New Orleans is preparing for an all too familiar phenomenon — an approaching hurricane. Currently only classified as a tropical storm, “Barry” has already brought thunderstorms and flash floods to the city, prompting a state of emergency and evacuations in select neighborhoods. Projected to turn into a full-fledged hurricane, Barry may exacerbate the flooding situation already taking place, causing the Mississippi River to rise as high as 20 feet above sea level.
On Wednesday, the city was hit by eight inches of rain during a three-hour period, resulting in flooded vehicles and streets littered with stray trash cans overturned by the wind. Residents are hopeful the situation won’t get out of hand, but forecasts aren’t exactly encouraging.
Currently, the storm is about 95 miles southeast of the Mississippi River mouth, with winds of 40 miles per hour. The winds are predicted to reach 74 miles per hour by Friday, however, which would classify the storm as a hurricane. It is also expected to bring 10-15 inches of rain this weekend to the coasts of Louisiana and Texas.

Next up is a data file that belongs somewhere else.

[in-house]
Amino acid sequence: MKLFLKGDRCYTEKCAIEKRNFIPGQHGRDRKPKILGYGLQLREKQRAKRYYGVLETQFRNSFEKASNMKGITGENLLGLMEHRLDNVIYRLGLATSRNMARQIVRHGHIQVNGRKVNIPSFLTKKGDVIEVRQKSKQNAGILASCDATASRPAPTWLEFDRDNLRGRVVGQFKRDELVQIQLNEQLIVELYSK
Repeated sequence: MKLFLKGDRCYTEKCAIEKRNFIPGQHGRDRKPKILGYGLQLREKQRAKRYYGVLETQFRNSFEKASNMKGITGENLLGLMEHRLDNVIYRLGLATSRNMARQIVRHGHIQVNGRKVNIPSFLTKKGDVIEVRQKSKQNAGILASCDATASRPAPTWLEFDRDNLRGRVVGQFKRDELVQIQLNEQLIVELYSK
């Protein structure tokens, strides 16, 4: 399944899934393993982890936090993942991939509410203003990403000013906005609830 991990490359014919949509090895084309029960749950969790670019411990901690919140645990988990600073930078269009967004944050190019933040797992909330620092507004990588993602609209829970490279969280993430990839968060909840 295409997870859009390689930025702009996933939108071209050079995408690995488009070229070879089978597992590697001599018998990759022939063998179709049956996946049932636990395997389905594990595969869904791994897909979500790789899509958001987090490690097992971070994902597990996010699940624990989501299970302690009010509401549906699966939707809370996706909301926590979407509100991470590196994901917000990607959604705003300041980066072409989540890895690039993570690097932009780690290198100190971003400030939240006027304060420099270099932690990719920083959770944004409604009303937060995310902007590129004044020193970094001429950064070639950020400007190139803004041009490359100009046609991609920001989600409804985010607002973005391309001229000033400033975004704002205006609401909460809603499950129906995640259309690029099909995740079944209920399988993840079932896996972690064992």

Ricky Boyett, a spokesman for the US Army Corps of Engineers, which manages the levees, said, “We’re confident the levees themselves are in good shape. The big focus is height.” Indeed, as the storm surges, river and tides are expected to crest at higher than average levels. Even if the storm does not reach hurricane status, the heavy rain could still create dangerous flooding conditions.
“As we know all too well in Louisiana,” said Governor John Bel Edwards, “low intensity does not necessarily mean low impact. No one should take this storm lightly.”
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